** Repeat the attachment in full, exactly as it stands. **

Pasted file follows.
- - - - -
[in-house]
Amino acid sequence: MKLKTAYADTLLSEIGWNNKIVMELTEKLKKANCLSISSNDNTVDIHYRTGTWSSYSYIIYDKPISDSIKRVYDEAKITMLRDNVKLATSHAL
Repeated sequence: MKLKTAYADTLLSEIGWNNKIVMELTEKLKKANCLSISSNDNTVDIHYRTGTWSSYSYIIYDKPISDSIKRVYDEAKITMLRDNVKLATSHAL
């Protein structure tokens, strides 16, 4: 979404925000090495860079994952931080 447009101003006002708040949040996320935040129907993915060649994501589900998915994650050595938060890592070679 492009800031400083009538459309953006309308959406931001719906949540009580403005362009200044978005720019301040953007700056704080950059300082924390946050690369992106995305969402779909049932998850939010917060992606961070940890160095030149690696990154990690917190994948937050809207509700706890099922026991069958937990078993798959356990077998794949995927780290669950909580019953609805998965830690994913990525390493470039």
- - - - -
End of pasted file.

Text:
[in-house]
Amino acid sequence: MKLKTAYADTLLSEIGWNNKIVMELTEKLKKANCLSISSNDNTVDIHYRTGTWSSYSYIIYDKPISDSIKRVYDEAKITMLRDNVKLATSHAL
Repeated sequence: MKLKTAYADTLLSEIGWNNKIVMELTEKLKKANCLSISSNDNTVDIHYRTGTWSSYSYIIYDKPISDSIKRVYDEAKITMLRDNVKLATSHAL
């Protein structure tokens, strides 16, 4: 979404925000090495860079994952931080 447009101003006002708040949040996320935040129907993915060649994501589900998915994650050595938060890592070679 492009800031400083009538459309953006309308959406931001719906949540009580403005362009200044978005720019301040953007700056704080950059300082924390946050690369992106995305969402779909049932998850939010917060992606961070940890160095030149690696990154990690917190994948937050809207509700706890099922026991069958937990078993798959356990077998794949995927780290669950909580019953609805998965830690994913990525390493470039």